20 August 2010

Diabetic hypoglycemia and its dangers

Hypoglycemia for those with diabetes can be serious, whether the person is type 1, on insulin or person with type 2, on insulin or oral medications as described here. Oral medications in some combinations or by themselves can cause hypoglycemia. Anyone on insulin can have hypoglycemia. See this article here and it refers to the video mentioned below. Your glucose meter needs to by used when hypoglycemia is suspected.

Until your body gets used to the lower levers of blood glucose, generally under a reading of 140 and near to 100, new people diagnosed with diabetes will often experience hypoglycemia symptoms even though they have blood glucose meter readings above 80. This is because their body misses the larger quantities of glucose. Hypoglycemia can be a problem below 70 mg/dl for many people.

Since glucose is the brain's primary fuel, your brain feels the following signs and symptoms of hypoglycemia: Headache, excessive sweating, blurred vision, dizziness, trembling, lack of coordination, depression, anxiety, mental confusion, irritability, heart palpitations, slurred speech, seizures, fatigue, and even coma and/or death. See this source for more on hypoglycemia – it has several pages.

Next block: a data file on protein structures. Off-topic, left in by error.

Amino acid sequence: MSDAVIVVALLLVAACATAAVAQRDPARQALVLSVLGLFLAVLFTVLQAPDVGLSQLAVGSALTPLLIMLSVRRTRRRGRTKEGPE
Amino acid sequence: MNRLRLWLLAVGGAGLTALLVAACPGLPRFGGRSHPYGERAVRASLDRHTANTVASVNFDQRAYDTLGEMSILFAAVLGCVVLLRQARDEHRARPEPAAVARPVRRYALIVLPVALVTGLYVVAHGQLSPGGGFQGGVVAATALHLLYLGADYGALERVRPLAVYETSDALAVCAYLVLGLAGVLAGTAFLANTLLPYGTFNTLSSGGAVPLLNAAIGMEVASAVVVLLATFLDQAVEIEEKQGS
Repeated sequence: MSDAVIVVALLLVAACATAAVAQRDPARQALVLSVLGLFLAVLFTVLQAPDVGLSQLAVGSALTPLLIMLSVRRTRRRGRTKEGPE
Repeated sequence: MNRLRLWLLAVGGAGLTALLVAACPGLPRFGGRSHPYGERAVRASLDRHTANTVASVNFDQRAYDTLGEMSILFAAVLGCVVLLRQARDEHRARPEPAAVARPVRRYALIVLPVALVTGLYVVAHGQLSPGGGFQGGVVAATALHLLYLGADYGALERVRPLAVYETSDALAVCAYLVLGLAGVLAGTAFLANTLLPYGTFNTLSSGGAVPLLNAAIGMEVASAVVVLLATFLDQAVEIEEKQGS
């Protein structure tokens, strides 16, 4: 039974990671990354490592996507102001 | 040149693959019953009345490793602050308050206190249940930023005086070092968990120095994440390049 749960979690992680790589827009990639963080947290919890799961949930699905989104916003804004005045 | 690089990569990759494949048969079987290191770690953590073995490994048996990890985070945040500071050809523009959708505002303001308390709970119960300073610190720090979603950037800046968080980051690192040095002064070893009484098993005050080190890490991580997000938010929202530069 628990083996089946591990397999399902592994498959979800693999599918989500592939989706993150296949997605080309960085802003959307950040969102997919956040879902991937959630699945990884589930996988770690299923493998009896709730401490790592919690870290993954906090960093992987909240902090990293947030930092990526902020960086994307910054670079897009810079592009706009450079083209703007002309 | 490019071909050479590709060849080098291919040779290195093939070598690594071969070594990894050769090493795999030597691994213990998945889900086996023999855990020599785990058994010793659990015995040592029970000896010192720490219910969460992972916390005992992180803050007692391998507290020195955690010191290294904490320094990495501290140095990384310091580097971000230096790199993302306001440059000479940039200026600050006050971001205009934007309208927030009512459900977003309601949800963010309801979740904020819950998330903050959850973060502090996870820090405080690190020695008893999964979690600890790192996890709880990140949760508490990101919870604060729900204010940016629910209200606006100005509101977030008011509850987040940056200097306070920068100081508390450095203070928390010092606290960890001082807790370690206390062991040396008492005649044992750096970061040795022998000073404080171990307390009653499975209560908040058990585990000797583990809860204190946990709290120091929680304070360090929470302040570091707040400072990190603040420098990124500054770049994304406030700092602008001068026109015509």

Severe hypoglycemia can and does cause brain damage as shown in the video in this article published April 28, 2010. This is a dramatic example of the damage that can be caused by repeated episodes of hypoglycemia. What makes this so serious is the increase in risk for dementia.

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